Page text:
BP plans UK’s largest hydrogen plant on Teesside: Boost for North as FTSE 100 oil supermajor steps up its green revolution
BP is planning to build the UK’s largest hydrogen plant as it ramps up efforts to go green.
The FTSE 100 oil supermajor said the proposed facility on Teesside in north-east England could provide energy for local industry and homes by 2027 or even sooner.
The plans are a major boost for the region, which has struggled economically after losing heavy industry in the 1980s and is part of the so-called ‘Red Wall’ where Boris Johnson won Labour-held seats in the 2019 election.
BP is understood to be looking at the Teesworks site – Europe’s largest expanse of brownfield land where the Redcar steelworks once stood – as a location for UK’s largest hydrogen plant
The prospect of further investment comes hot on the heels of Chancellor Rishi Sunak’s Budget announcements for a free port in Teesside and a northern outpost of the Treasury in nearby Darlington.
Tees Valley mayor Ben Houchen said the area was ‘uniquely placed’ for BP’s plant, adding: ‘This is a huge vote of confidence in our region.’
BP chief exec Bernard Looney’s wants to turn the company into a carbon-neutral green energy giant by 2050
The Government is keen to set up what is described as a ‘clean hydrogen industrial cluster’ in Teesside.
The BP project – dubbed H2Teesside – could generate one gigawatt (GW) of power by 2030, a fifth of the Government’s 5GW target.
It is understood that the Teesworks site – Europe’s largest expanse of brownfield land where the Redcar steelworks once stood – is being lined up as a possible location.
The company will make a final decision on whether to build the proposed plant in 2024. It has not said how much it would cost.
Hydrogen is a clean energy source that does not produce carbon when it is burned and is already being used to fuel buses and cars.
However, H2Teesside would make so-called ‘blue’ hydrogen, which is created with natural gas and releases huge amounts of carbon.
BP plans to capture these emissions and funnel up to 2m tonnes of CO2 a year into empty areas under the North Sea. It has already agreed to work with chemicals group Venator to see if it could provide power to the company’s flagship Teesside factory.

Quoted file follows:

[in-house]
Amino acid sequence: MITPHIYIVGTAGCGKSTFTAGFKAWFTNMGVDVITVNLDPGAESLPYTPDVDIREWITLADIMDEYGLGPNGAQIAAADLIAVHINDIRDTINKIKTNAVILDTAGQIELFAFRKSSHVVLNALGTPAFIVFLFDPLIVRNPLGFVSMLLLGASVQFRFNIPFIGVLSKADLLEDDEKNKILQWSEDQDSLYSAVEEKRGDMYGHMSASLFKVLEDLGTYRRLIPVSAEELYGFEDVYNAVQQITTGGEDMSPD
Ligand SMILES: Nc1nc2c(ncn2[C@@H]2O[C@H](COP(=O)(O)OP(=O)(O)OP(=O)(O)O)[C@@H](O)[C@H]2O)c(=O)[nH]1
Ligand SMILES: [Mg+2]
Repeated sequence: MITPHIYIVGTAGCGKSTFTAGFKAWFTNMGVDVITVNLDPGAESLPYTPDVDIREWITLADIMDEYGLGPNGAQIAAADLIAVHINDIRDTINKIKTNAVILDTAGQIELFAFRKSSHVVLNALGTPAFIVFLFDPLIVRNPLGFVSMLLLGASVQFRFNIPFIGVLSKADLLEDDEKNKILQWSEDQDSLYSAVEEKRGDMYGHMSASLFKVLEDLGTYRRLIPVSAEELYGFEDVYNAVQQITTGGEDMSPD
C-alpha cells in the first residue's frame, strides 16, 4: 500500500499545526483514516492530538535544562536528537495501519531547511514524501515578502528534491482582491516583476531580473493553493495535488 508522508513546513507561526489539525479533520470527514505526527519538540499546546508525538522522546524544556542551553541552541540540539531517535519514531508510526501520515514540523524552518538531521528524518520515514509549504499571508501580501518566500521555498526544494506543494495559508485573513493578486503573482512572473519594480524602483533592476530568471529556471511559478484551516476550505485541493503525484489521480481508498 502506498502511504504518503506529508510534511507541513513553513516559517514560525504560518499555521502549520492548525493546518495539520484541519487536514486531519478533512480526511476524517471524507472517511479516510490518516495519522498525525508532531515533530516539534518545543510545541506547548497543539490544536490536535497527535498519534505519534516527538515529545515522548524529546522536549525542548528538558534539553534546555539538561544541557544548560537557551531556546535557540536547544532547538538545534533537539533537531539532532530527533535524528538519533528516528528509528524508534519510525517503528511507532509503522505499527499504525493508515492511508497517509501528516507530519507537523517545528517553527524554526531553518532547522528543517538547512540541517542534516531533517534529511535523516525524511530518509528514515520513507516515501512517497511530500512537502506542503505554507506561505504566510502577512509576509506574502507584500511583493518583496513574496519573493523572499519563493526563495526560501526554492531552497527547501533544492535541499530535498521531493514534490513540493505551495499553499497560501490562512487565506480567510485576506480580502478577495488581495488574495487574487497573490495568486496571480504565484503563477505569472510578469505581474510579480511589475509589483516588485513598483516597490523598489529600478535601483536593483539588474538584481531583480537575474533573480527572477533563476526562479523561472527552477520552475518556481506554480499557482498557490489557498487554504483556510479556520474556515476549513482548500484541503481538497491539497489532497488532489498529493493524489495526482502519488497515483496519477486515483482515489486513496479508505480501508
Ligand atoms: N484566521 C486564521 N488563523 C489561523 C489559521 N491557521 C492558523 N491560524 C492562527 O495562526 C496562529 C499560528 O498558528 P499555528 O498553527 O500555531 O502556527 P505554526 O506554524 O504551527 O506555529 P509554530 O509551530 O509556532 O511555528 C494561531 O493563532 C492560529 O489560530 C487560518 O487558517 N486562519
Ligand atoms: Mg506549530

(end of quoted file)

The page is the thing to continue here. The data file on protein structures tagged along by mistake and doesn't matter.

Grid shifts from fossil fuel
National Grid has struck a £14billion deal to take over Britain’s biggest electricity producer in its latest shift away from fossil fuels.
The company will buy Western Power Distribution (WPD) from its American owner PPL.
And National Grid will also put a majority stake up for sale in National Grid Gas, which owns the UK’s national gas transmission network.
The WPD deal means National Grid is putting itself in pole position for the electric car revolution and the fight against climate change.
Electricity generated by renewables is expected to take a far greater role in the network in the coming decades as the UK aims to become carbon neutral – with gas gradually being phased out.
National Grid will also sell Narragansett Electric Company, its Rhode Island gas and electricity business, to PPL for £2.7billion.
Hydrogen is a key pillar of the Prime Minister’s strategy to cut Britain’s carbon emissions and get the country to net-zero by 2050.
But critics argue ‘blue’ hydrogen is only an interim solution at best, and ministers should focus on ‘green’ hydrogen, which uses renewable power and electrolysis in water and does not produce any carbon.
Plans for the site are part of BP chief executive Bernard Looney’s wide-ranging strategy to turn the company into a carbon-neutral green energy giant by 2050.
It will invest billions of pounds in the coming years – and has already made big investments in offshore wind power – despite its profits being hammered during the Covid crisis.
Looney said: ‘Hydrogen will be a hugely important part of the energy future and today we’ve announced plans for the UK’s largest hydrogen project.
‘This project can drastically cut emissions, support thousands of local jobs and help the UK move towards its net zero goal.’